Monday, March 15, 2010

Shaping the Election

A response to RJ Clarken's "Messy Monday" in Flashy Fiction.

Malia waited at the back of the line underneath the dome's greenish tint through which the sun illuminated the red Martian rock. People clumped together in the line outside the precinct's squat building.

"What's taking them so long?" asked a man wearing coveralls, a rebreather engineer. People muttered, some of them cutting to join someone they knew. Chatting. Malia was alone.

People emerged from the precinct, always alone, with blue dye dripping from their arms. Workers in their coveralls, grandmotherly figures with their white hair turning bluish, and children. Everyone got their chance to vote. Well, almost everyone.

Her right arm itched from standing in the ultraviolet radiation. Only two more people, a boy and his mother, before her. She took a deep breath and eyed the people with thick viscous gel running down their arms. She was next. They waved her in.

The boy and his mother stood beside an industrial-sized metal barrel with a blue -- unnatural -- liquid in it. The precinct administrator dunked the boy's arm into the vat.

"But, why mom?"

"It's the shape snakes dear. They're allergic to the blue marker and this will ensure the election is fair. We can't let them vote." Malia shuddered at the mother's comment, allergic meant it would leave them convulsing on the ground until they died within minutes.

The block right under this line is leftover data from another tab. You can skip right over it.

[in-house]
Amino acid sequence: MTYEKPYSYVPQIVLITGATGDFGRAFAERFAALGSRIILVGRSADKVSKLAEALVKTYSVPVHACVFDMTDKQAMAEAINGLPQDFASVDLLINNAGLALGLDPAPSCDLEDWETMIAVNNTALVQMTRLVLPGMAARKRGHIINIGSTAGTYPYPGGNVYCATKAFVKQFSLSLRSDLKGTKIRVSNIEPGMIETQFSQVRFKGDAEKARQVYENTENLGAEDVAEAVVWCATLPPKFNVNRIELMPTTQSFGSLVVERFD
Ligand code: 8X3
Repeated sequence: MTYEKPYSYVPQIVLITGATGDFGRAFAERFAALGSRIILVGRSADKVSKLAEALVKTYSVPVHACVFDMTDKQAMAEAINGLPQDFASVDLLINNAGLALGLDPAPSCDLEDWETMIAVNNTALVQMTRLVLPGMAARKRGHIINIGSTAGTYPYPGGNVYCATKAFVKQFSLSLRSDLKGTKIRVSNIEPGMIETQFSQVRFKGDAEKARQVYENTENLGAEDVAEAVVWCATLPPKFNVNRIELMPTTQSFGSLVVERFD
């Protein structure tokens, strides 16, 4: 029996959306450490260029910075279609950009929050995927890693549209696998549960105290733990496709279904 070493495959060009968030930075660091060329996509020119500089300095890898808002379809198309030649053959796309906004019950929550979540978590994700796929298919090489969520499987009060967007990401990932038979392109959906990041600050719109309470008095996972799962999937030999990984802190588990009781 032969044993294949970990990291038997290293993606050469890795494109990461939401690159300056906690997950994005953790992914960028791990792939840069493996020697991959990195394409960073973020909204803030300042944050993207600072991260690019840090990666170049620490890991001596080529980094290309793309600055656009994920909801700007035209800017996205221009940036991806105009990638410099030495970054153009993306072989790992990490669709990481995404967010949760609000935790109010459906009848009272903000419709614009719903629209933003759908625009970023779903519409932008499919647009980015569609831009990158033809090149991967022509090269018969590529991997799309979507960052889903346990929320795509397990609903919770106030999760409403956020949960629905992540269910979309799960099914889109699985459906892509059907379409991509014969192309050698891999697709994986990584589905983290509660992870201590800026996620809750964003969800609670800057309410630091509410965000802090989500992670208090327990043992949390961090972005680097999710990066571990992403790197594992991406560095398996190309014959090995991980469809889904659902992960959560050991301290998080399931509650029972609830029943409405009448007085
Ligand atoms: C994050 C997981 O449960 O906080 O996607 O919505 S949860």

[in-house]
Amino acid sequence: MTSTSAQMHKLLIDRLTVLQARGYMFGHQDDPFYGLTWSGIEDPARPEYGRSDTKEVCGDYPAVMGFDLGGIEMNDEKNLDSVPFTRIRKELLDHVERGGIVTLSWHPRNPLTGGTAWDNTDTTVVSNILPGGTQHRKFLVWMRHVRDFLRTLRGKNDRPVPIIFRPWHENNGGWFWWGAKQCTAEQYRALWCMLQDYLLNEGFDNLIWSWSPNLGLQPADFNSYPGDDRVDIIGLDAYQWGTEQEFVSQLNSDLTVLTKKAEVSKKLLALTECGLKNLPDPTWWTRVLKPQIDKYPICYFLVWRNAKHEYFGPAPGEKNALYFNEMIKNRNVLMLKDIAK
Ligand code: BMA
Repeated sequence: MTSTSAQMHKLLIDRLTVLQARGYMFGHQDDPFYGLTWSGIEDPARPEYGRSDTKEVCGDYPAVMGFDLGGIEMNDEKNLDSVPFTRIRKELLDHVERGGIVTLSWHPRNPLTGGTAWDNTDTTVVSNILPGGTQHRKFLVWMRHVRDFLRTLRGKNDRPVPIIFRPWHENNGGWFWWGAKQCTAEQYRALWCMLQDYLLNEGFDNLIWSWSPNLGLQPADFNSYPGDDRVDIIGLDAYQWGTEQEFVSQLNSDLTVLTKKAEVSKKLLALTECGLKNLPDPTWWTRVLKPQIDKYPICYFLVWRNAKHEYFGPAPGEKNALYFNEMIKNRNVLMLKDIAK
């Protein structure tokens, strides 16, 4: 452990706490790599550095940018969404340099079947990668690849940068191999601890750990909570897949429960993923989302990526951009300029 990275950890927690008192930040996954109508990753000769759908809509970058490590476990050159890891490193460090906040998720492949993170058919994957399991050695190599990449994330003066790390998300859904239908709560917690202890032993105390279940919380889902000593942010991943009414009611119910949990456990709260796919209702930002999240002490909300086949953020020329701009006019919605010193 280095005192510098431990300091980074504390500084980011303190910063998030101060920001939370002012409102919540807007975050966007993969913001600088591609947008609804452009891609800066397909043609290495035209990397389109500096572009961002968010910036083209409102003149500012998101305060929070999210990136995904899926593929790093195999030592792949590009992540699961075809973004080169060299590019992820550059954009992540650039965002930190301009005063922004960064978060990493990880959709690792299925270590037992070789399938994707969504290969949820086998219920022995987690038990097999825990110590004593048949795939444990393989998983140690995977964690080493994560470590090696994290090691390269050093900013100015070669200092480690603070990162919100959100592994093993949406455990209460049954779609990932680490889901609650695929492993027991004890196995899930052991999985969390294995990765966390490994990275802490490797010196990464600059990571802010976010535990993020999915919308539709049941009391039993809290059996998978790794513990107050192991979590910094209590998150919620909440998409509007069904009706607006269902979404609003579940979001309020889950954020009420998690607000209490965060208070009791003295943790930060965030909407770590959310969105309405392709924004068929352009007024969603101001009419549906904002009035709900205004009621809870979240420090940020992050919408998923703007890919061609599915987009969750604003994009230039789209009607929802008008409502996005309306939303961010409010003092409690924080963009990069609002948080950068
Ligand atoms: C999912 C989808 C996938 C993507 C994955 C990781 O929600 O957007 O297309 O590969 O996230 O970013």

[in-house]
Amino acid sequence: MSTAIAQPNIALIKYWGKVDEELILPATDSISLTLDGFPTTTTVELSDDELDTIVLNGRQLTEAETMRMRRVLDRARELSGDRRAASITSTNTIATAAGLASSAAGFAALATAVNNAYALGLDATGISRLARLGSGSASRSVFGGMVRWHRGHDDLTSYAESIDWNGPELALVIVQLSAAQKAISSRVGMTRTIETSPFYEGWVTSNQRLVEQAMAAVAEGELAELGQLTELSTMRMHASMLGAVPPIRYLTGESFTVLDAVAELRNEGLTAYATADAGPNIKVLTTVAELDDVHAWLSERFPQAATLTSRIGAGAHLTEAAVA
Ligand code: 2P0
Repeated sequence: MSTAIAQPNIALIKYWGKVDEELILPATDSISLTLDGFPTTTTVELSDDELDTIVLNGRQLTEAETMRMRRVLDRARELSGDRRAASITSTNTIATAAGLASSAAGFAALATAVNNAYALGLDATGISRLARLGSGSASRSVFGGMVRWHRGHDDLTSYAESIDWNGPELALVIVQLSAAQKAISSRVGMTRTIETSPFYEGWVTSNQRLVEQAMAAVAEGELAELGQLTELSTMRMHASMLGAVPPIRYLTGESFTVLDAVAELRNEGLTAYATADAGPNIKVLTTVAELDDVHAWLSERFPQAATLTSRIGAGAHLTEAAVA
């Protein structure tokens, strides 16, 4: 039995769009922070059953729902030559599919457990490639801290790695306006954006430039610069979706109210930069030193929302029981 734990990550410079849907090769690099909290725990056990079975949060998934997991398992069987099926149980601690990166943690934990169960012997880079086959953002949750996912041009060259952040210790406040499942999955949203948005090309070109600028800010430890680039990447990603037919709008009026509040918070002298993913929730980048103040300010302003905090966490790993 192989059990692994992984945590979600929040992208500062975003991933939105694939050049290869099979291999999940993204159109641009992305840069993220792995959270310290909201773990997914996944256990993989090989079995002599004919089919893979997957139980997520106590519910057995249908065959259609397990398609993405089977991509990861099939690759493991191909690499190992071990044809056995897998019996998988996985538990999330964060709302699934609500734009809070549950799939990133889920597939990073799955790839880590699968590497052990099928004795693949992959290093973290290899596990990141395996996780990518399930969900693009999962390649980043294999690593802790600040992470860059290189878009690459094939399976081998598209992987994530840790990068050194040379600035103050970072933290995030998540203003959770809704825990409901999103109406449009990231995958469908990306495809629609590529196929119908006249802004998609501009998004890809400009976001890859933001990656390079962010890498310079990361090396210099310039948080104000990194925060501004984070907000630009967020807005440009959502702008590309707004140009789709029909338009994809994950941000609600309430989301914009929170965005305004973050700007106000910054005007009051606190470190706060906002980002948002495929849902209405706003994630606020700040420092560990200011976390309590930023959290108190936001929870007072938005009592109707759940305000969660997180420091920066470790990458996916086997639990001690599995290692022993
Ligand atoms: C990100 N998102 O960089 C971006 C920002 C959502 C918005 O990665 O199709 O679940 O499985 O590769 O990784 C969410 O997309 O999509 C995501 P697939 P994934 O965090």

The boy giggled, "It tickles."

"That's nice dear."

Malia voted and then stood before the precinct administrator and glared at his eyes, blue eyes, rare here on Mars, and she dunked her arm into the vat.

"Do you want an 'I voted' sticker?"

"No thanks, I've got the marker."

She left the election precinct following the wind, watching the drips from her arm and holding it out at an awkward angle so that none of the liquid would drip on her. Once out of sight of the line of voters, she ducked into an alley and peeled the skin from her elbow and below off. She closed her eyes and morphed her skin growing the nose out, adding some curl to her hair, and decreasing her height. She looked like any other citizen. She donned another elbow-length glove and matched her skin tone to it. "Won't let us vote, we'll see how that goes."

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